Jerome Lester Horwitz, better known by his stage name Curly Howard, was an American comedian and actor. He was as a member of the comedy team The Three Stooges, which also featured his elder brothers Moe and Shemp Howard, as well as actor Larry Fine. In early shorts, he was billed as Curley. Curly Howard was generally considered the most popular and recognizable of the Stooges.
William Gilbert Barron, known professionally as Billy Gilbert, was an American actor and comedian. He was known for his comic sneeze routines. He appeared in over 200 feature films, short subjects and television shows beginning in 1929.
Educational Pictures, also known as Educational Film Exchanges, Inc. or Educational Films Corporation of America, was an American film production and film distribution company founded in 1916 by Earle Hammons (1882–1962). Educational primarily distributed short subjects; it is best known for its series of comedies starring Buster Keaton (1934–37) and the earliest screen appearances of Shirley Temple (1932–34). The company ceased production in 1938, and finally closed in 1940 when its film library was sold at auction.
This is a complete list of short subjects and feature films that featured The Three Stooges released between 1930 and 1970.
Andrew Allan Clyde, was a Scottish-born American film and television actor whose career spanned some 45 years. In 1921 he broke into silent films as a Mack Sennett comic, debuting in On a Summer Day. He was the fifth of six children of theatrical actor, producer and manager John Clyde. Clyde's brother David and his sister Jean also became screen actors.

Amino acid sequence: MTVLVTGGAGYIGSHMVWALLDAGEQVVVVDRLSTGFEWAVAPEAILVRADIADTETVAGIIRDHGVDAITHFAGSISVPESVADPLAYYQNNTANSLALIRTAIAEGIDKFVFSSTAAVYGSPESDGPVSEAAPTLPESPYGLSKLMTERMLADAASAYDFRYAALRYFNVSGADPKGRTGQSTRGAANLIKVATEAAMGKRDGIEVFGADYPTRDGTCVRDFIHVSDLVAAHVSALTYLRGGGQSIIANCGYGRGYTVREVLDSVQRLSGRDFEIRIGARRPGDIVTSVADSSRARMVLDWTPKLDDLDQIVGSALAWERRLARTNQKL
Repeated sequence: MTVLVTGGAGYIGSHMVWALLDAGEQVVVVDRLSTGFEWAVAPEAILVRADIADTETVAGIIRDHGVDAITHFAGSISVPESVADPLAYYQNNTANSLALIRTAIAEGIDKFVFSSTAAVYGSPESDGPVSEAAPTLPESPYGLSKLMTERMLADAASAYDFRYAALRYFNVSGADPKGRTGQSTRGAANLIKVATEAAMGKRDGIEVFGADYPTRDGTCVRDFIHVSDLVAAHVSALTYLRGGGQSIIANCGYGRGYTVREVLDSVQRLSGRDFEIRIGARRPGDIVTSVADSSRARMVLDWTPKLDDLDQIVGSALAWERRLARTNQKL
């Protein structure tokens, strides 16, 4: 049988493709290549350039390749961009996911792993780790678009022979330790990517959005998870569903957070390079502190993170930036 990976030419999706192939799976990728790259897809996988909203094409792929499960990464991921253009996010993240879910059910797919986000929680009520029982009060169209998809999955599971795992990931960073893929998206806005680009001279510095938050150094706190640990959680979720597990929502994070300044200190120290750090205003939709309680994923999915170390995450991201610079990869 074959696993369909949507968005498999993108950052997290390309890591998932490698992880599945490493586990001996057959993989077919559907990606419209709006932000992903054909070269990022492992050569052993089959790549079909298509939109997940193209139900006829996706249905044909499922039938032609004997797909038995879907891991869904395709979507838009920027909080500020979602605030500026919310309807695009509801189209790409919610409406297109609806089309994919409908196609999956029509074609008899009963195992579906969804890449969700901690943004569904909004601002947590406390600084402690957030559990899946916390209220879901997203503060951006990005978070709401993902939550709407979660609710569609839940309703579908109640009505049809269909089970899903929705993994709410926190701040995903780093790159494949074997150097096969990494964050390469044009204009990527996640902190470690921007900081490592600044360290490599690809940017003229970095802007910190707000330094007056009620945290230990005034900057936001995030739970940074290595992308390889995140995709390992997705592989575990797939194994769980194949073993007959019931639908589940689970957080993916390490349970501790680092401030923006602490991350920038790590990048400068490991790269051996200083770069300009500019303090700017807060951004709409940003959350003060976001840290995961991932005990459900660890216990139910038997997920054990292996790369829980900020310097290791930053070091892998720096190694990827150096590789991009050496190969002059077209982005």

Hugh Herbert was an American motion picture comedian. He began his career in vaudeville and wrote more than 150 plays and sketches.
Charles Lamont was a prolific filmmaker, directing over 200 titles and producing and writing many others. He directed nine Abbott and Costello comedies and many Ma and Pa Kettle films.
George Delbert "Dell" Henderson was a Canadian-American actor, director, and writer. He began his long and prolific film career in the early days of silent film.
Vernon Bruce Dent was an American comic actor, who appeared in over 400 films. He co-starred in many short films for Columbia Pictures, frequently as the foil, main antagonist, and an ally to The Three Stooges.
William Edward "Bud" Jamison was an American film actor. He appeared in 450 films between 1915 and 1944, notably appearing in many shorts with The Three Stooges as a foil.
Symona Ferner Boniface was an American film actress, most frequently seen in bit parts in comedy shorts, mostly at Columbia Pictures, particularly those of The Three Stooges. She appeared in 120 films between 1925 and 1950.
Elwood Ullman was an American film comedy writer most famous for his credits on The Three Stooges shorts and many other low-budget comedies.
Men in Black is a 1934 short subject directed by Raymond McCarey starring American slapstick comedy team The Three Stooges. It is the third entry in the series released by Columbia Pictures starring the comedians, who released 190 short subjects for the studio between 1934 and 1959.
The Three Stooges is an American biographical comedy television film about the slapstick comedy team The Three Stooges directed by James Frawley. The film was entirely shot in Sydney, Australia. It was broadcast on ABC on April 24, 2000.